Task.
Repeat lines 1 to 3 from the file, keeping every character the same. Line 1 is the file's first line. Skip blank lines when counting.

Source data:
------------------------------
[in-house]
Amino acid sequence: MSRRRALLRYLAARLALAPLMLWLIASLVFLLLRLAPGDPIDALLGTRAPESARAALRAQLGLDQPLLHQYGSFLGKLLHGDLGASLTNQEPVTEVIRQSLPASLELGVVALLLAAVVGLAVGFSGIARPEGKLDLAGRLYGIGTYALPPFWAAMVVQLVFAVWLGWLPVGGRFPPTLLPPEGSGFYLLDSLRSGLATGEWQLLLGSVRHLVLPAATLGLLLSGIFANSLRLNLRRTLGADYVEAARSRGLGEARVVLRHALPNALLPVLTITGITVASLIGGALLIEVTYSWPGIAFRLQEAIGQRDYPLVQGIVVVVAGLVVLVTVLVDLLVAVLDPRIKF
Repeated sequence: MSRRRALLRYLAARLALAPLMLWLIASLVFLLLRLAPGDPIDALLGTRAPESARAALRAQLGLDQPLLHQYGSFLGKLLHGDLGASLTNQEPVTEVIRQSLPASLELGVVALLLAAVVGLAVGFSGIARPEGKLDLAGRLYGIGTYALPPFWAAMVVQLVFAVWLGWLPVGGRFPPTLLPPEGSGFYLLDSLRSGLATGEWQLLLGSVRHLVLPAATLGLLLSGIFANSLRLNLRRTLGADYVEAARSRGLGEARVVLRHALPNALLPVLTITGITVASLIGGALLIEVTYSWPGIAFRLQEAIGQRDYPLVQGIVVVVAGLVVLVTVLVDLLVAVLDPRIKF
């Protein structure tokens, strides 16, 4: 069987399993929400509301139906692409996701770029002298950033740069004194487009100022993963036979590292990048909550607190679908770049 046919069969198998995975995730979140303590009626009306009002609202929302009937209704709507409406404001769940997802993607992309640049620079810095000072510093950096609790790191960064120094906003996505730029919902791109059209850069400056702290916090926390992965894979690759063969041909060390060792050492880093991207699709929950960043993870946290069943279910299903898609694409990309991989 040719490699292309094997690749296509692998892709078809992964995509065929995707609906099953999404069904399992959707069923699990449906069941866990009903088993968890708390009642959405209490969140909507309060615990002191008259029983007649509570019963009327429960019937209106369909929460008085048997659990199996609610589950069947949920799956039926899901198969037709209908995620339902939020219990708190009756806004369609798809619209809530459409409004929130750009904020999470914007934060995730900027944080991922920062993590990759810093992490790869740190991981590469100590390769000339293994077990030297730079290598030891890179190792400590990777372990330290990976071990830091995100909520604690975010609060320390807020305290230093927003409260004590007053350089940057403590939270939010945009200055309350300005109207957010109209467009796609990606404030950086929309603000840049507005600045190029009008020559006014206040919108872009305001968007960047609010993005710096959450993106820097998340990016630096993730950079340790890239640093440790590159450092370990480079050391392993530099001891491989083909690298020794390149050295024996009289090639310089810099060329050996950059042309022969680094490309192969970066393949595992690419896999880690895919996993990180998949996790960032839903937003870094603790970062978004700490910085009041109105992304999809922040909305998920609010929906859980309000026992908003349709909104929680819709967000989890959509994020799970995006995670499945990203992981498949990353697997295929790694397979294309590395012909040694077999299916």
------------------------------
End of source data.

[in-house]
Amino acid sequence: MSRRRALLRYLAARLALAPLMLWLIASLVFLLLRLAPGDPIDALLGTRAPESARAALRAQLGLDQPLLHQYGSFLGKLLHGDLGASLTNQEPVTEVIRQSLPASLELGVVALLLAAVVGLAVGFSGIARPEGKLDLAGRLYGIGTYALPPFWAAMVVQLVFAVWLGWLPVGGRFPPTLLPPEGSGFYLLDSLRSGLATGEWQLLLGSVRHLVLPAATLGLLLSGIFANSLRLNLRRTLGADYVEAARSRGLGEARVVLRHALPNALLPVLTITGITVASLIGGALLIEVTYSWPGIAFRLQEAIGQRDYPLVQGIVVVVAGLVVLVTVLVDLLVAVLDPRIKF
Repeated sequence: MSRRRALLRYLAARLALAPLMLWLIASLVFLLLRLAPGDPIDALLGTRAPESARAALRAQLGLDQPLLHQYGSFLGKLLHGDLGASLTNQEPVTEVIRQSLPASLELGVVALLLAAVVGLAVGFSGIARPEGKLDLAGRLYGIGTYALPPFWAAMVVQLVFAVWLGWLPVGGRFPPTLLPPEGSGFYLLDSLRSGLATGEWQLLLGSVRHLVLPAATLGLLLSGIFANSLRLNLRRTLGADYVEAARSRGLGEARVVLRHALPNALLPVLTITGITVASLIGGALLIEVTYSWPGIAFRLQEAIGQRDYPLVQGIVVVVAGLVVLVTVLVDLLVAVLDPRIKF